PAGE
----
Understand important issues in selecting a tree for planting, such as the tree’s intended function, location, common pests, geographic regions and hardiness zones, and considerations for best placement alternatives.
Tree selection and placement are two of the most important decisions a homeowner makes when landscaping a new home or replacing a tree. Many trees have the potential to outlive those who plant them, so the impact of this decision can last a lifetime. Matching the tree to the site benefits both the tree and the homeowner.
One of the most common tree care questions is: “Which kind of tree should I plant?” Before this question can be answered, a number of factors need to be considered:
- Why is the tree being planted? What functions will it serve?
- Is a small, medium, or large tree best suited for the location and available space? Do overhead or below ground utilities preclude planting a large, growing tree — or any tree at all? What clearance is needed for sidewalks, patios, or driveways?
- What are the soil conditions? Is enough soil available of sufficient quality to support mature tree growth?
- How will necessary maintenance be provided? Will someone water, fertilise, and prune the tree as needed after planting? Answering these and other questions can help you choose the “right tree for the right place.”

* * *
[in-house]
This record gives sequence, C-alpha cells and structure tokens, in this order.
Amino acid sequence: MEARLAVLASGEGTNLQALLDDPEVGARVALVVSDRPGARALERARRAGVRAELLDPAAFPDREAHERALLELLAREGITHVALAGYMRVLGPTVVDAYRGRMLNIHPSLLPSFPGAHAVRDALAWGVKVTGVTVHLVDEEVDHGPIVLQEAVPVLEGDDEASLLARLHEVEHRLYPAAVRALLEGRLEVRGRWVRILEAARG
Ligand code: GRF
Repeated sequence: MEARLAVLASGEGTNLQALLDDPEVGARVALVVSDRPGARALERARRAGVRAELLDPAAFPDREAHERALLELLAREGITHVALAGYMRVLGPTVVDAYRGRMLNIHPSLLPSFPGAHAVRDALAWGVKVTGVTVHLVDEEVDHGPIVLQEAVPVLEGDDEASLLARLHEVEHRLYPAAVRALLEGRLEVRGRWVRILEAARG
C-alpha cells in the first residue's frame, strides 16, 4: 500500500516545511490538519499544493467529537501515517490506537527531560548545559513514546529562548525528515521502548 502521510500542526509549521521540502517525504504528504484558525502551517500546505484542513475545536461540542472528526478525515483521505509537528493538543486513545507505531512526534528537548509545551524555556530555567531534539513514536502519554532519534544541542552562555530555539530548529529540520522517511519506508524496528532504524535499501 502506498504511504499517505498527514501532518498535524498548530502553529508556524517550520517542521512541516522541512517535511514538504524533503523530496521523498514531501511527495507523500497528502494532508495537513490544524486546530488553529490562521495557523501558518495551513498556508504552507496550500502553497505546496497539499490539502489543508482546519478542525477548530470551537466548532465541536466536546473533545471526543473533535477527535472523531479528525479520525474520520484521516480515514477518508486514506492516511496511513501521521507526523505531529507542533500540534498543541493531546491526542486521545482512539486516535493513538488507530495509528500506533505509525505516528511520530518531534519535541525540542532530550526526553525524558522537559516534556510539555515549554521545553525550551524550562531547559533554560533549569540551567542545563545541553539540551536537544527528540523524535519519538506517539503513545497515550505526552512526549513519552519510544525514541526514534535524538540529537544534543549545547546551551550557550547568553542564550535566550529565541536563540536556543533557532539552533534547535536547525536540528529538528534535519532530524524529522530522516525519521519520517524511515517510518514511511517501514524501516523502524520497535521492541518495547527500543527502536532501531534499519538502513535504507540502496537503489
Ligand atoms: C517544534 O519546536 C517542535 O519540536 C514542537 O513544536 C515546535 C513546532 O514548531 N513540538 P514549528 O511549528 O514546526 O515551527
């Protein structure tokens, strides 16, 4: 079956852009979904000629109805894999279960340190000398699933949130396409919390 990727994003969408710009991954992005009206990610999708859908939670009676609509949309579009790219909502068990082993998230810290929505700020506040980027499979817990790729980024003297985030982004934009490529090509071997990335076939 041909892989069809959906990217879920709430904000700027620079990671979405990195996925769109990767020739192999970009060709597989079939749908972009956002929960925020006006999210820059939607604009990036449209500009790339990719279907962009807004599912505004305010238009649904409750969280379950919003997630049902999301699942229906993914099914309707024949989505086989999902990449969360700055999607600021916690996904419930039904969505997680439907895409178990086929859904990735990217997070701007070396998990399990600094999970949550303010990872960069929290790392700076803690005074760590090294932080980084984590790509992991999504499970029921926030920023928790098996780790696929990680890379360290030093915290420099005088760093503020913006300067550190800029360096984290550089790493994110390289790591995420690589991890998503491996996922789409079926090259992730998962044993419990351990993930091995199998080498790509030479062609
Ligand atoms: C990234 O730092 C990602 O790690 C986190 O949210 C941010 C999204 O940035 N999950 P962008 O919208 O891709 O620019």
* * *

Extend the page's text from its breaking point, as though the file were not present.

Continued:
Large, healthy trees increase property values and make outdoor surroundings more pleasant. A deciduous shade tree that loses leaves in Autumn provides cooling relief from summer’s heat while allowing the winter sun to warm a home. An ornamental tree displays beautiful flowers, leaves, bark, or fruit. Evergreens with dense, persistent foliage can provide a windbreak or a screen for privacy. A tree or shrub that produces fruit can provide food for the owner or wildlife. Street trees decrease the glare from pavement, reduce runoff, filter out pollutants, and add oxygen to the air we breathe. Street trees also improve the overall appearance and quality of life in a city or neighbourhood.
Form and Size
A basic principle of modern architecture is “form follows function.” Selecting the right form (shape) to complement the desired function (what you want the tree to do) can significantly reduce maintenance costs and increase the tree’s value in the landscape. In addition, mature tree size determines the level of benefits received. Larger trees typically provide the greatest economic and environmental returns. Depending on site restrictions, you can choose from hundreds of form and size combinations. A low, spreading tree may be planted under overhead utility lines. A narrow, columnar evergreen may provide a screen between two buildings. Large, vase-shaped trees can create an arbor over a driveway or city street.
Selecting a tree that will thrive in a given set of site conditions is the key to long-term tree survival and reduced maintenance. Consider the following when selecting a tree:
- soil conditions
- exposure (sun and wind)
- space constraints
- hardiness zone
- human activity